Retirement Planning Glossary
ANNUAL RESET (ANNUAL RATCHET, CLIQUET) - Crediting methods measuring index movement over a one-year period. Positive interest is calculated and credited at the end of each contract year and cannot be lost if the index subsequently declines. Say that the index increased from 100 to 110 in one year and the indexed annuity had an 80 percent participation rate. The insurance company would take the 10 percent gross index gain for the year (110-100/100), apply the participation rate (10 percent index gain x 80 percent rate) and credit 8 percent interest to the annuity. But, what if in the following year the index declined back to 100? The individual would keep the 8 percent interest earned and simply receive zero interest for the down year. An annual reset structure preserves credits gains and treats negative index periods as years with zero growth.
ANNUITANT - The person, usually the annuity owner, whose life expectancy is used to calculate the income payment amount on the annuity.
ANNUITY -An annuity is a contract issued by an insurance company that often serves as a type of savings plan used by individuals looking for long term growth and protection of assets chat will likely be needed within retirement.
AVERAGING - Index values may either be measured from a start point to an end point (point-to-point) or values between the scare point and end point may be averaged to determine an ending value. Index values may be averaged over the days, weeks, months, or quarters of the period.
BENEFICIARY - A beneficiary is the person designated to receive payments due upon the death of the annuity owner or the annuitant themselves.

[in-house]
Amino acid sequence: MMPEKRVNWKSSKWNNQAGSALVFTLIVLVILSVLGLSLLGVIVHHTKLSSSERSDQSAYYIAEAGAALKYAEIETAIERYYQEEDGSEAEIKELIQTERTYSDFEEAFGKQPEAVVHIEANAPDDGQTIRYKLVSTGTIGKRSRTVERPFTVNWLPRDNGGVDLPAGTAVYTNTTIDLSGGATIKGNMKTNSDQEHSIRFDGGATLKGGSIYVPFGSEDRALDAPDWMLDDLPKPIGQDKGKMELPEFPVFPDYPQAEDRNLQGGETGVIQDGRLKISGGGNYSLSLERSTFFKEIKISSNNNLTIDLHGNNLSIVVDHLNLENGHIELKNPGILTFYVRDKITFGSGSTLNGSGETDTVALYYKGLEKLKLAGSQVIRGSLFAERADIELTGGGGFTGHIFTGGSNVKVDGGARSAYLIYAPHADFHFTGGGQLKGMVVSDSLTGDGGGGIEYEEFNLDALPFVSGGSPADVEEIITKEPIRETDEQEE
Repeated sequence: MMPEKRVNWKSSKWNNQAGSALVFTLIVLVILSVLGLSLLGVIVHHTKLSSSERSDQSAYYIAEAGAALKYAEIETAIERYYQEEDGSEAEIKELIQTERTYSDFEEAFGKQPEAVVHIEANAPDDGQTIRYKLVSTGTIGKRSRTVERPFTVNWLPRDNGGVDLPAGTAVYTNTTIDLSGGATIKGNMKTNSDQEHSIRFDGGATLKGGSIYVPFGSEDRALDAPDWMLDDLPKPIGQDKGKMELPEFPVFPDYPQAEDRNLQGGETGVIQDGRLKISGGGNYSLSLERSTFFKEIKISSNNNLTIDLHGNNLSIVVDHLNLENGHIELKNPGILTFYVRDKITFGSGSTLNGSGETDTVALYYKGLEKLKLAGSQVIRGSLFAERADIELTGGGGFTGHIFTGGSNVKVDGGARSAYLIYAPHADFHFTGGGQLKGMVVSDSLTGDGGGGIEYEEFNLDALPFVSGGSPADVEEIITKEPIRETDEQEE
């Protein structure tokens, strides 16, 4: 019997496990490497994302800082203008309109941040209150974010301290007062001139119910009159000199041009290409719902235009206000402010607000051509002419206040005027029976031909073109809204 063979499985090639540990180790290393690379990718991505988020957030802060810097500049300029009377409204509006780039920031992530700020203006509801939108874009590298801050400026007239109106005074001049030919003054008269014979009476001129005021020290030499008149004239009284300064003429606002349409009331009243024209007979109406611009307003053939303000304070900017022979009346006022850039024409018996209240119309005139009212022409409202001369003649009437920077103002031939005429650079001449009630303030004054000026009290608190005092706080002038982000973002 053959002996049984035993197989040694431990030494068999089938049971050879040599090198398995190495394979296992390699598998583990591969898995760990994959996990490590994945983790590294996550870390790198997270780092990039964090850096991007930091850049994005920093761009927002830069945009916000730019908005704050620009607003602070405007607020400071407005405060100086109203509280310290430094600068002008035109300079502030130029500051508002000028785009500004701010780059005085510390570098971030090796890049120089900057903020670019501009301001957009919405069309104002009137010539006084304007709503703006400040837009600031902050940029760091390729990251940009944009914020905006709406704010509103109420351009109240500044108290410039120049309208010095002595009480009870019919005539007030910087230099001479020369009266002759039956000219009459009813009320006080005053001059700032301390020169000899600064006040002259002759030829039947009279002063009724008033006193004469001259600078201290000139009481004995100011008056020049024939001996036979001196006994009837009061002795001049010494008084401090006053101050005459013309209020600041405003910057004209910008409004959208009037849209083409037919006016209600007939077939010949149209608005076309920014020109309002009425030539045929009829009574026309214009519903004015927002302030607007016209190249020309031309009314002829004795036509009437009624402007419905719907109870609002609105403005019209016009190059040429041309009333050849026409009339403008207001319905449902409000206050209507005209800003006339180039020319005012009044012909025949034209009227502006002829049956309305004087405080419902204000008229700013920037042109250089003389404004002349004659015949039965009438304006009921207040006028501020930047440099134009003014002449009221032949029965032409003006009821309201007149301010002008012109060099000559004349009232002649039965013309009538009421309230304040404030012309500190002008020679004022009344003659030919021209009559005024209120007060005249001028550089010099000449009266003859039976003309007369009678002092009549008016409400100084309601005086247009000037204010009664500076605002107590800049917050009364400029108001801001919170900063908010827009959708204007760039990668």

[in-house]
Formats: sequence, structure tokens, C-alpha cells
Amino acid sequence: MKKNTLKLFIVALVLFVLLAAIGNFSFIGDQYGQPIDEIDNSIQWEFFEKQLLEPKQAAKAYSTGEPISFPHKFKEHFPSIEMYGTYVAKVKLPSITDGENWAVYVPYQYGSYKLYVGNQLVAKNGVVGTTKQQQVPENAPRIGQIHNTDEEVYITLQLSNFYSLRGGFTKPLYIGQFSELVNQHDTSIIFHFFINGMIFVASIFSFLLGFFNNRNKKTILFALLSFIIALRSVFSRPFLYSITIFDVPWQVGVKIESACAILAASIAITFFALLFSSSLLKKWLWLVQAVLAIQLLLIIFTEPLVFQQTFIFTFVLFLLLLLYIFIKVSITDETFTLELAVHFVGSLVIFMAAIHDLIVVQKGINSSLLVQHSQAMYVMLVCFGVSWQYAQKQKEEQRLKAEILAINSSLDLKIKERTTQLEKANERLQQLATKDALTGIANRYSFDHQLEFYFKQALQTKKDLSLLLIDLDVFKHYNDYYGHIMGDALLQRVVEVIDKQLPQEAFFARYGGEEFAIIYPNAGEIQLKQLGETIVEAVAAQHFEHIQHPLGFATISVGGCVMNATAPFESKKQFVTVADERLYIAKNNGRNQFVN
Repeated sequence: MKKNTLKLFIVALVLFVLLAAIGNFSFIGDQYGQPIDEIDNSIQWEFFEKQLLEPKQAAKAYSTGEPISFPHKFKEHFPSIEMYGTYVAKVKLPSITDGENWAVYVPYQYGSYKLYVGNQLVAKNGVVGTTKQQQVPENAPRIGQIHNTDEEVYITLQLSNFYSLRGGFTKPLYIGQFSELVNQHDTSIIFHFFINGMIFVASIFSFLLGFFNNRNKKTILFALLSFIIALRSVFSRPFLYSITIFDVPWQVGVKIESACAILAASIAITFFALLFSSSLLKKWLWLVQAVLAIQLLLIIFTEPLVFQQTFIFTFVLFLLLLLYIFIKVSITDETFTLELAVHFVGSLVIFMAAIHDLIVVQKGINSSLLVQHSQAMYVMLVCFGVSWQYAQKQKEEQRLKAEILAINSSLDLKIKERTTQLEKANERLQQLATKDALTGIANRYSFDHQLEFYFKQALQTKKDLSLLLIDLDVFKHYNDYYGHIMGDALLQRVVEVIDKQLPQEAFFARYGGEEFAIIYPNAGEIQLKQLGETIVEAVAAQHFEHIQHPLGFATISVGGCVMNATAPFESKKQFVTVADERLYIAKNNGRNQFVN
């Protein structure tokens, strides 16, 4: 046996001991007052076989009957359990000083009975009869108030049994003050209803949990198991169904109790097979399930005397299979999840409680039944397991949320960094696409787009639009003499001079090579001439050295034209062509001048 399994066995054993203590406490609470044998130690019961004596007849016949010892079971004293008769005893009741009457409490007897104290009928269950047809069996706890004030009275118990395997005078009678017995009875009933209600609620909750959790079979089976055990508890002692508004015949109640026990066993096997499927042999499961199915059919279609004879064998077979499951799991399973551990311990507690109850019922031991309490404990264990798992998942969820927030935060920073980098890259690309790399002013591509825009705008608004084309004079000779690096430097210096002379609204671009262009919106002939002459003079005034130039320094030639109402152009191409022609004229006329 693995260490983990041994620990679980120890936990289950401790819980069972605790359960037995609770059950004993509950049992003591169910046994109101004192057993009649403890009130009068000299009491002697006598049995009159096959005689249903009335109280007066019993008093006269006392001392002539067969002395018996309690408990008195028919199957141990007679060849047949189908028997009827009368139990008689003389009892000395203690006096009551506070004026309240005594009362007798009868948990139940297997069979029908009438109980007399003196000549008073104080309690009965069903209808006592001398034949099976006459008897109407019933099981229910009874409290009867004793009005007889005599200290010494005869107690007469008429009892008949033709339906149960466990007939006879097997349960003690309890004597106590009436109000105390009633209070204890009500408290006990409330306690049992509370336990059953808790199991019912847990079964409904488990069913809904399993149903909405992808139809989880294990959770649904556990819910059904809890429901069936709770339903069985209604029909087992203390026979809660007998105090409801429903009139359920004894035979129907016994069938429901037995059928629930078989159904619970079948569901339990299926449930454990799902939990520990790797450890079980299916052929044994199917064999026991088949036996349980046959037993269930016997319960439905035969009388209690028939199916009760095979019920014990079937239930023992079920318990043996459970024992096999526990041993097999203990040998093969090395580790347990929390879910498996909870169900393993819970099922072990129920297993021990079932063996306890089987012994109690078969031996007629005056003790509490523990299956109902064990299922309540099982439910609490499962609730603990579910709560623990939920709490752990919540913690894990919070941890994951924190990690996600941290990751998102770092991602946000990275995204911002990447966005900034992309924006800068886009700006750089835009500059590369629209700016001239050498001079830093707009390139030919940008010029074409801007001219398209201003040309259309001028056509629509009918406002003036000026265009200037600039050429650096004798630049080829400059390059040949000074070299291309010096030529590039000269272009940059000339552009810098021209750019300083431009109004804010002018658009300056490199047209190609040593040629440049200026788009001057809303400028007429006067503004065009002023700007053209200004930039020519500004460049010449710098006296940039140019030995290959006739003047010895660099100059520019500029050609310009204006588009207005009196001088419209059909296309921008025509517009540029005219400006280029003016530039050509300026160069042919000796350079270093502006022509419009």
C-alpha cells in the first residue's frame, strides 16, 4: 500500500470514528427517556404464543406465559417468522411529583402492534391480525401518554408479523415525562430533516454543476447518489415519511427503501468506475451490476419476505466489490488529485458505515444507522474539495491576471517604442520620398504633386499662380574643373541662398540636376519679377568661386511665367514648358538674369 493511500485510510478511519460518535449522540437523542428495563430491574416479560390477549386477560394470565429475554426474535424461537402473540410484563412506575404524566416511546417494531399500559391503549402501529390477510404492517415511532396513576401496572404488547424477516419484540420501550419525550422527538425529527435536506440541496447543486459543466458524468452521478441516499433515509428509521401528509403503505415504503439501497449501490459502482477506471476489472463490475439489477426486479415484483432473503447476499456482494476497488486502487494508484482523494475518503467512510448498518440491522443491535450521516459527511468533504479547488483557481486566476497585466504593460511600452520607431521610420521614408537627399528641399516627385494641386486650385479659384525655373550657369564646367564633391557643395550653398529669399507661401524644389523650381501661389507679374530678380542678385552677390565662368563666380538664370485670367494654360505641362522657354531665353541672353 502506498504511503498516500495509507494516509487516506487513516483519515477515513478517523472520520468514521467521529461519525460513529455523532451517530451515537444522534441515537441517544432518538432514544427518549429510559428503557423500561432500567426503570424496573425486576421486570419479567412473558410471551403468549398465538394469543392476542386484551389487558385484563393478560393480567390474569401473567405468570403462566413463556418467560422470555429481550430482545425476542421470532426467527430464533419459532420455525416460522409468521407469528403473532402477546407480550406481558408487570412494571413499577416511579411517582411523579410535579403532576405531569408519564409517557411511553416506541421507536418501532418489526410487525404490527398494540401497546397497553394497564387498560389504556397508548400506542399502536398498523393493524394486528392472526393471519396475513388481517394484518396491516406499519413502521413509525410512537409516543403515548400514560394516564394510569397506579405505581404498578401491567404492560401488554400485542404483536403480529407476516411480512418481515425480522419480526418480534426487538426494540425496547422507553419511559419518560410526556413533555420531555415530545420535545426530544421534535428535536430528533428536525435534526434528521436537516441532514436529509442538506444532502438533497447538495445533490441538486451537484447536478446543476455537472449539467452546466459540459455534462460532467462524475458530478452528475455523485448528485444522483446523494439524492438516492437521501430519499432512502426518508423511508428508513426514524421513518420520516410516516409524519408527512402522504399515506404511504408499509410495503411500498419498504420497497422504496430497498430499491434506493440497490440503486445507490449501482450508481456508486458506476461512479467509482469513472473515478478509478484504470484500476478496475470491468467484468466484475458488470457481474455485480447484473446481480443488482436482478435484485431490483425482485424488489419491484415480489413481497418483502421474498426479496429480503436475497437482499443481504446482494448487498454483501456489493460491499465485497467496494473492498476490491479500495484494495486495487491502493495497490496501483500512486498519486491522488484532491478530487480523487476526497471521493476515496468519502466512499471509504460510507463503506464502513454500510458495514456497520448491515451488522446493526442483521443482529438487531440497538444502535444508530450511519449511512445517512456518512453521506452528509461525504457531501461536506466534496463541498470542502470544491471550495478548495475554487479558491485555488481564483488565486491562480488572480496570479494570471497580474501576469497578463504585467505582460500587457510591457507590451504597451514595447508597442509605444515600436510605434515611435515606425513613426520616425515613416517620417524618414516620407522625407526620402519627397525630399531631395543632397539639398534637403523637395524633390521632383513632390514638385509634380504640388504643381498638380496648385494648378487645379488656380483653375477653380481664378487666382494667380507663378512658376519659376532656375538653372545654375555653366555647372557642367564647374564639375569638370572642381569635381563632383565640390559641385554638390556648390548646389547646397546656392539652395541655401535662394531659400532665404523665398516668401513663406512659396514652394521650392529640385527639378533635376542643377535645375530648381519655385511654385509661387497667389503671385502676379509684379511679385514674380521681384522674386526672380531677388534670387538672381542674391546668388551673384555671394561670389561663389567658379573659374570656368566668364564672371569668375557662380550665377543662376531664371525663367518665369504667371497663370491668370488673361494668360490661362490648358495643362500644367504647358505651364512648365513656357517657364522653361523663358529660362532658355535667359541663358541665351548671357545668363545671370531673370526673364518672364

BONUS RATE -A bonus rate is the "extra" or "additional" interest paid during the first year (the initial guarantee period), typically used as an added incentive to get consumers to select their annuity policy over another.
CALL OPTION (ALSO SEE PUT OPTION) - Gives the holder the right to buy an underlying security or index at a specified price on or before a given dare.
CAP - The maximum interest rate that will be credited to the annuity for the year or period. The cap usually refers to the maximum interest credited after applying the participation race or yield spread. If the index methodology showed a 20 percent increase with a participation rate of 60 percent and a maximum interest cap of 10 percent, the contract would credit 10 percent interest. A few annuities use a maximum gain cap instead of a maximum interest cap with the participation rare or yield spread applied to the lesser of the gain or the cap. If the index methodology showed a 20 percent increase with a participation rate of 60 percent and a maximum interest cap of 10 percent, the contract would credit 6 percent interest.
COMPOUND INTEREST - Interest is earned on both the original principal and on previously earned interest. It is more favorable than simple interest. Suppose that your original principal was $1, and your interest rate was 10 percent for five years. With simple interest, your value is ($1 + $0.10 interest each year) = $ 1.50. With compound interest, your value is ($1 x 1. 10 x 1. 10 x 1. 10 x 1.10 x 1.1 O) = $1.61. The advantage of compound interest over simple interest becomes greater as each subsequent period passes.
CREDITING METHOD (ALSO SEE METHODOLOGY) - The formula(s) used to determine the excess interest that is credited above the minimum interest guarantee.
DEATH BENEFITS - The payment the annuity owner's estate or beneficiaries will receive if he or she dies before the annuity matures. On most annuities, this is equal to the current account value. Some annuities offer an enhanced value at death via an optional rider that has a monthly or annual fee associated with it.